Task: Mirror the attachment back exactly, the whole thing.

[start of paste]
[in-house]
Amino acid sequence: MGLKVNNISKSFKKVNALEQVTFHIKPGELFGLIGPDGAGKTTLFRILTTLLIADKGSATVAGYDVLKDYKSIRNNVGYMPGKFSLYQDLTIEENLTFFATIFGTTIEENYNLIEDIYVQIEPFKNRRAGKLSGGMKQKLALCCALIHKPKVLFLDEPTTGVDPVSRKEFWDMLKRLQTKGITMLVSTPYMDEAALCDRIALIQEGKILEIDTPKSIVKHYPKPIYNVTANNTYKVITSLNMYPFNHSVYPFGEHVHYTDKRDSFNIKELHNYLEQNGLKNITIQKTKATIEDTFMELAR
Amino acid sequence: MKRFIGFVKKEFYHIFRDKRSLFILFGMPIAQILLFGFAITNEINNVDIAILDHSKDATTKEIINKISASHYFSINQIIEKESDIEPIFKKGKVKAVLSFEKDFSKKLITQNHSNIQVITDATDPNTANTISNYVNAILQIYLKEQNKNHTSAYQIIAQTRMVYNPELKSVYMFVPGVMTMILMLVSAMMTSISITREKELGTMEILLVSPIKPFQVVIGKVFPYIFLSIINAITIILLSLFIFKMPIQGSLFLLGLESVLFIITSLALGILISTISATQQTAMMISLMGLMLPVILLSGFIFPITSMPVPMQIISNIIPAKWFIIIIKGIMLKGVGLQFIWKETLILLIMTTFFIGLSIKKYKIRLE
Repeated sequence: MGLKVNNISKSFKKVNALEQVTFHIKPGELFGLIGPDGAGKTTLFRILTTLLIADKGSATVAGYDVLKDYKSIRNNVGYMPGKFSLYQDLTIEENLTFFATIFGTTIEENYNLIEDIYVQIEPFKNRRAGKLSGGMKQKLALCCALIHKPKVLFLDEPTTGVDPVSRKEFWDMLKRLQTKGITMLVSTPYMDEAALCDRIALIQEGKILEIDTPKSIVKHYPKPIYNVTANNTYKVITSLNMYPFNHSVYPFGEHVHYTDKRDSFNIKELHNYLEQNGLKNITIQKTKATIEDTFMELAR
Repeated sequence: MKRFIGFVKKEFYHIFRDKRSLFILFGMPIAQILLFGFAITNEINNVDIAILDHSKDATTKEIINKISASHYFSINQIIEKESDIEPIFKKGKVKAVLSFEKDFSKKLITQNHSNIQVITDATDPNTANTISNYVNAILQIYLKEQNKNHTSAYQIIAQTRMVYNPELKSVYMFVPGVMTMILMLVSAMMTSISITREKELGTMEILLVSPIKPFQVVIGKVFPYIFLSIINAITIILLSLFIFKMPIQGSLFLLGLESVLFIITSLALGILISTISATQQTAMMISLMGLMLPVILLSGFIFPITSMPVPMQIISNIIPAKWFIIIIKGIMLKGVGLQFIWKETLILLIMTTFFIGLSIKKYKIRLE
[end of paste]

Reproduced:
[in-house]
Amino acid sequence: MGLKVNNISKSFKKVNALEQVTFHIKPGELFGLIGPDGAGKTTLFRILTTLLIADKGSATVAGYDVLKDYKSIRNNVGYMPGKFSLYQDLTIEENLTFFATIFGTTIEENYNLIEDIYVQIEPFKNRRAGKLSGGMKQKLALCCALIHKPKVLFLDEPTTGVDPVSRKEFWDMLKRLQTKGITMLVSTPYMDEAALCDRIALIQEGKILEIDTPKSIVKHYPKPIYNVTANNTYKVITSLNMYPFNHSVYPFGEHVHYTDKRDSFNIKELHNYLEQNGLKNITIQKTKATIEDTFMELAR
Amino acid sequence: MKRFIGFVKKEFYHIFRDKRSLFILFGMPIAQILLFGFAITNEINNVDIAILDHSKDATTKEIINKISASHYFSINQIIEKESDIEPIFKKGKVKAVLSFEKDFSKKLITQNHSNIQVITDATDPNTANTISNYVNAILQIYLKEQNKNHTSAYQIIAQTRMVYNPELKSVYMFVPGVMTMILMLVSAMMTSISITREKELGTMEILLVSPIKPFQVVIGKVFPYIFLSIINAITIILLSLFIFKMPIQGSLFLLGLESVLFIITSLALGILISTISATQQTAMMISLMGLMLPVILLSGFIFPITSMPVPMQIISNIIPAKWFIIIIKGIMLKGVGLQFIWKETLILLIMTTFFIGLSIKKYKIRLE
Repeated sequence: MGLKVNNISKSFKKVNALEQVTFHIKPGELFGLIGPDGAGKTTLFRILTTLLIADKGSATVAGYDVLKDYKSIRNNVGYMPGKFSLYQDLTIEENLTFFATIFGTTIEENYNLIEDIYVQIEPFKNRRAGKLSGGMKQKLALCCALIHKPKVLFLDEPTTGVDPVSRKEFWDMLKRLQTKGITMLVSTPYMDEAALCDRIALIQEGKILEIDTPKSIVKHYPKPIYNVTANNTYKVITSLNMYPFNHSVYPFGEHVHYTDKRDSFNIKELHNYLEQNGLKNITIQKTKATIEDTFMELAR
Repeated sequence: MKRFIGFVKKEFYHIFRDKRSLFILFGMPIAQILLFGFAITNEINNVDIAILDHSKDATTKEIINKISASHYFSINQIIEKESDIEPIFKKGKVKAVLSFEKDFSKKLITQNHSNIQVITDATDPNTANTISNYVNAILQIYLKEQNKNHTSAYQIIAQTRMVYNPELKSVYMFVPGVMTMILMLVSAMMTSISITREKELGTMEILLVSPIKPFQVVIGKVFPYIFLSIINAITIILLSLFIFKMPIQGSLFLLGLESVLFIITSLALGILISTISATQQTAMMISLMGLMLPVILLSGFIFPITSMPVPMQIISNIIPAKWFIIIIKGIMLKGVGLQFIWKETLILLIMTTFFIGLSIKKYKIRLE